Patients who died and patients admitted to the ICU were significantly less likely to have fever, myalgia, headaches, bone and joint pain, skin rashes, and retro-orbital pain at the time of reporting compared to the survivors and non-ICU admitted patients. Patients who were admitted to the ICU had higher proportions of the following signs and symptoms at the time of reporting: gastrointestinal symptoms, fatigue, dizziness, thrombocytopenia, bleeding, gastrointestinal bleeding, respiratory distress, shock, abnormal liver function, altered consciousness, and pneumonia on X-rays. The patients who died had higher proportions of following signs and symptoms at the time of reporting: gastrointestinal symptoms, fatigue, thrombocytopenia, bleeding, respiratory distress, chest tightness/pain, shock, altered consciousness, abnormal heart rhythm, severe bleeding, and hepatosplenomegaly (Table 2).

Signs and symptoms at the time of reporting associated with ICU admission or mortality

Table 3 shows the multivariable analysis of the factors associated with ICU admission in the 2015 dengue outbreak in Tainan (n = 9, 087). Of dengue-infected people, 10 patients died and 110 patients admitted to ICU during reporting were exclude from analysis. The multivariate analyses showed that an age equal to or greater than 65, and having shock and respiratory distress at the time of reporting were more likely to be admitted to the ICU. Patients who were not reported at medical centers, with bone and joint pain, and skin rash were negatively associated with ICU admission.

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Table 3. Multivariate stepwise logistic regression analysis for ICU admission (n = 9, 087).

https://doi.org/10.1371/journal.pntd.0006091.t003

Multivariate analysis showed that increasing age, respiratory distress, altered consciousness, and thrombocytopenia at the time of reporting were independent factors associated with mortality (Table 4). In contrast, myalgia, as the typical DF symptom was negatively associated with mortality. Patients who were reported at regional hospital or local clinics were negatively associated with mortality.

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Table 4. Multivariate stepwise logistic regression analysis for mortality (N = 22, 767).

https://doi.org/10.1371/journal.pntd.0006091.t004

Discussion

To the best of our knowledge, this is the first study to employ population-based reporting data to investigate the relationship between the signs and symptoms at the time of reporting and ICU admission or mortality in Asian countries. Our study found that the corresponding rates for ICU admission and overall mortality were 3.7% and 0.8%, which were inconsistent with previous studies [1, 13, 30, 31]. In the current study, the mean age of the dengue patients with adverse prognoses was greater than 70, and the risk of ICU admission for dengue patients aged above 65 increased significantly. Of note is that for patients older than 65 or above, the risk of ICU admission was nearly 5 times greater than those less than 15 years old. Overall, the risk of mortality increased about 10% for each one-year increase in age. Multiple chronic diseases and comorbid conditions in the elderly, which are risk factors for a poor DF prognosis [3133], may explain this phenomenon. Nonetheless, studies conducted in Singapore found that ICU admission rates were not higher in all elderly age groups [33, 34] and that only those aged between 50–59 years were at a higher risk of ICU admission [13]. Several reasons, such as sampling error, a single medical center, and acquired immunity from different dengue serotypes from prior infections in these older patients [13, 33, 34] may account for the variations in disease severity. In contrast to Singapore, no epidemic dengue serotype 2 outbreak has occurred in the last 10 years in Tainan city [4]. Therefore, most inhabitants, including the elderly citizens, were more susceptible to dengue serotype 2 infection due to a lack of protective immunity.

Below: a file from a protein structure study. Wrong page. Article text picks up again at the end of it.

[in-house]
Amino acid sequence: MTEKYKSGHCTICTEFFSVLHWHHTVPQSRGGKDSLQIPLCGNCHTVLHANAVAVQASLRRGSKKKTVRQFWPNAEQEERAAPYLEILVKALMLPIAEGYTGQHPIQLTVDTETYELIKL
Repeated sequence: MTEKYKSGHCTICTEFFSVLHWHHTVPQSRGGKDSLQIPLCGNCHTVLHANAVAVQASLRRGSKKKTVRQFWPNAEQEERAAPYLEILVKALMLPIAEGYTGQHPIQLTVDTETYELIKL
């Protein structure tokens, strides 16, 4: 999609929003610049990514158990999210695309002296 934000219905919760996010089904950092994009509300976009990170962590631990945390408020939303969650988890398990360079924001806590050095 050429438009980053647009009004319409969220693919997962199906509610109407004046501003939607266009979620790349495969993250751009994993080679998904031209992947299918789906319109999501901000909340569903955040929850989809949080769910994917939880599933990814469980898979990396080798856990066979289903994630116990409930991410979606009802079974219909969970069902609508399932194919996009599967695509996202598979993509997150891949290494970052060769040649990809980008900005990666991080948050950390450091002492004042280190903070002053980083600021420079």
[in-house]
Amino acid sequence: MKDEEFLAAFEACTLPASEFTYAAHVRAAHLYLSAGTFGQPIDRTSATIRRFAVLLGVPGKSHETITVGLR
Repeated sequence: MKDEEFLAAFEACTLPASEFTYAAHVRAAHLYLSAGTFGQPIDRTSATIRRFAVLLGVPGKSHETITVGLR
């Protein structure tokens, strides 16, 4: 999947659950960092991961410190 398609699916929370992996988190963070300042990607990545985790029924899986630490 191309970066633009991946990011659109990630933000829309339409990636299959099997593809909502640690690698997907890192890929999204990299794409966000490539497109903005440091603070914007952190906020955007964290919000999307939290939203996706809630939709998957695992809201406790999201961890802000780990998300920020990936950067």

The study found that fever, myalgia, and headache were the most common symptoms, which is consistent with other studies from India [30], Thailand [35], Vietnam [36] and Brazil [37]. Our results also showed that the prevalence of both atypical and severe symptoms increased with age, which was in accordance with previous studies that emphasized the differences in the clinical presentations of dengue between young and elderly patients [3234, 38]. Poor cytokine responses and more prolonged pro-inflammatory responses to various infections have been discovered in the elderly [39, 40].

The age-related changes in the adaptive immune system and the physiologic function increases the risks of various infections and leads to the presentation of atypical symptoms which may delay diagnoses in the elderly [3941]; however, this study did not observe any delayed diagnoses for the older patients. During this most recent severe dengue outbreak in Taiwan, the level of awareness regarding dengue among healthcare providers had improved as the days between illness onset and reporting was shorter than in the previous studies in Taiwan and Singapore [23, 38]. Although the patients who died had shorter days between illness onset and dengue reporting, our analysis did not support that a delay in DF diagnosis was a major risk factor for mortality in dengue patients. Our results highlighted the rapid progress of dengue in elderly people, and found that dengue patients with adverse prognoses, the majority of whom were elderly people, presented with characteristics of severe disease, such as shock, altered consciousness, respiratory distress, and thrombocytopenia, at the time of reporting. In addition, comorbid diseases in elderly dengue patients may make adequate therapy difficult. For example, patients with DF can rapidly progress into a state of shock followed by death without prompt intravenous fluid therapy [42]. However, healthcare providers faced with a dilemma as fluid therapy must be administered cautiously to avoid cardiogenic pulmonary edemas due to the limited cardiopulmonary function commonly encountered in elderly populations [5]. The results of the current study suggest that DF diagnoses in the elderly may be challenging as the signs and symptoms can be atypical; therefore, clinicians must recognize the variations in the different presentations at the time of reporting in the different dengue patient age groups. In addition, this study also highlights the need for further research into optimal treatments for elderly dengue patients.